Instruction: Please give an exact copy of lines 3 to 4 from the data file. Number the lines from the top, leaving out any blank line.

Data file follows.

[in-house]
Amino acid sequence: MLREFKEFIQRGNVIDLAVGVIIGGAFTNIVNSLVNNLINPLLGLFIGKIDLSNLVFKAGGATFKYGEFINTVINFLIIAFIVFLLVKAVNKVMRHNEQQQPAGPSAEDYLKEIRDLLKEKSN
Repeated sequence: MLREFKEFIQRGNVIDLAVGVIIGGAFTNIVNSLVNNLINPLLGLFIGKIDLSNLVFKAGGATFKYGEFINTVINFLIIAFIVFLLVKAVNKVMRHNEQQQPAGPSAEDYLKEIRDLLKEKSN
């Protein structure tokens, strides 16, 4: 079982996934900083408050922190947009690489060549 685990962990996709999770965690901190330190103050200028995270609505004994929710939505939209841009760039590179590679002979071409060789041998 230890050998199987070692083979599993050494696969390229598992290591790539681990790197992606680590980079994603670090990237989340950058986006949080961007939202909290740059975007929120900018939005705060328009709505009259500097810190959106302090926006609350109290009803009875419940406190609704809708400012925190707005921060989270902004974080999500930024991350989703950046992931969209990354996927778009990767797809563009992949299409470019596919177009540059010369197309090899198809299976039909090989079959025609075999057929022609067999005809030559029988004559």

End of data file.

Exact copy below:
Repeated sequence: MLREFKEFIQRGNVIDLAVGVIIGGAFTNIVNSLVNNLINPLLGLFIGKIDLSNLVFKAGGATFKYGEFINTVINFLIIAFIVFLLVKAVNKVMRHNEQQQPAGPSAEDYLKEIRDLLKEKSN
């Protein structure tokens, strides 16, 4: 079982996934900083408050922190947009690489060549 685990962990996709999770965690901190330190103050200028995270609505004994929710939505939209841009760039590179590679002979071409060789041998 230890050998199987070692083979599993050494696969390229598992290591790539681990790197992606680590980079994603670090990237989340950058986006949080961007939202909290740059975007929120900018939005705060328009709505009259500097810190959106302090926006609350109290009803009875419940406190609704809708400012925190707005921060989270902004974080999500930024991350989703950046992931969209990354996927778009990767797809563009992949299409470019596919177009540059010369197309090899198809299976039909090989079959025609075999057929022609067999005809030559029988004559």